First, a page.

- A simple, attractive 2D graphical style with some 3D effects running at 1080p
- Windows 7 and XBox 360 support using Microsoft’s XNA, the Farseer Physics Engine, and potentially other helpful technologies
- An open-source codebase
That’s a nice, tough list of bullets to fulfill for an initial project. That’s why I intend to start small, developing numerous prototypes proving different pieces of my concept until I can build on and integrate them into the final product.
Where to start? The piece of this project that I’ve assigned the most risk to is the artificial intelligence. My initial plan is to create a prototype in which I can view my AI constructs interacting with objects and environments based on a set of needs. I also would like the player of the prototype to be able to interact with the AI entities. Ideally, this prototype could be a small standalone experiment of its own, rather than participating in the project purely as a stepping stone.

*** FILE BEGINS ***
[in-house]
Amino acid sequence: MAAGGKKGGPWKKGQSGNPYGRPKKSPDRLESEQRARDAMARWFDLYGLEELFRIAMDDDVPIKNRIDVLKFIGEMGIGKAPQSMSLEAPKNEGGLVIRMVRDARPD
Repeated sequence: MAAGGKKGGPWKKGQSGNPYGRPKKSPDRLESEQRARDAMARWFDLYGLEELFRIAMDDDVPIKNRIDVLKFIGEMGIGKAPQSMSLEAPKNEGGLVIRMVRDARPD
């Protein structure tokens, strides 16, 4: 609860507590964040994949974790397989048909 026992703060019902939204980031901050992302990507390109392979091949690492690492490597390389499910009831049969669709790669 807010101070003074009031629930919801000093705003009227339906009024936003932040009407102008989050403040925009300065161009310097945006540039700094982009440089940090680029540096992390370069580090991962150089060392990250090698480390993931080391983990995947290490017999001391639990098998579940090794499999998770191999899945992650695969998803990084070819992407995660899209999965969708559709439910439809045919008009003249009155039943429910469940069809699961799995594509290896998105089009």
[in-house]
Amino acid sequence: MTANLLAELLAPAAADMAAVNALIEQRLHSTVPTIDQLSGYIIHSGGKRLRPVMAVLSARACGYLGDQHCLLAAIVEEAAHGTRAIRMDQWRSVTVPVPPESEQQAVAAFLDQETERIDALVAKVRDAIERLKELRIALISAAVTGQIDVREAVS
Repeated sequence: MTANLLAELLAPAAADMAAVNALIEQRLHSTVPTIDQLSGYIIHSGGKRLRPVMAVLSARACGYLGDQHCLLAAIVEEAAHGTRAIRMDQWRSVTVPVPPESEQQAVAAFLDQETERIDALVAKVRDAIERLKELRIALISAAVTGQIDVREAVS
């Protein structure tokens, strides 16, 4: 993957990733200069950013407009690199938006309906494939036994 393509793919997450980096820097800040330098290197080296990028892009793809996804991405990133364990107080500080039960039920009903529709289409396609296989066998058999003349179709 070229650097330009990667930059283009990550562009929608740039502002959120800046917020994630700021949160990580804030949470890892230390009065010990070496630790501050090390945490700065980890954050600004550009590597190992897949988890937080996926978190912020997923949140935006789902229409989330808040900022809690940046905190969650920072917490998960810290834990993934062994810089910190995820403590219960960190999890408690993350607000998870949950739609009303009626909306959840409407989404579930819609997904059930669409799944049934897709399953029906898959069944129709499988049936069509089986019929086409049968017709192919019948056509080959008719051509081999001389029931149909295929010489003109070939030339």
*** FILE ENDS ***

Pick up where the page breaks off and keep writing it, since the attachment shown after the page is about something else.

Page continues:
During development, I will be explaining the more interesting aspects of what I am currently working on. In the near future I will be covering my initial contact with XNA and simple genetic algorithms. I will be posting screenshots of my work and code examples as warranted for discussion.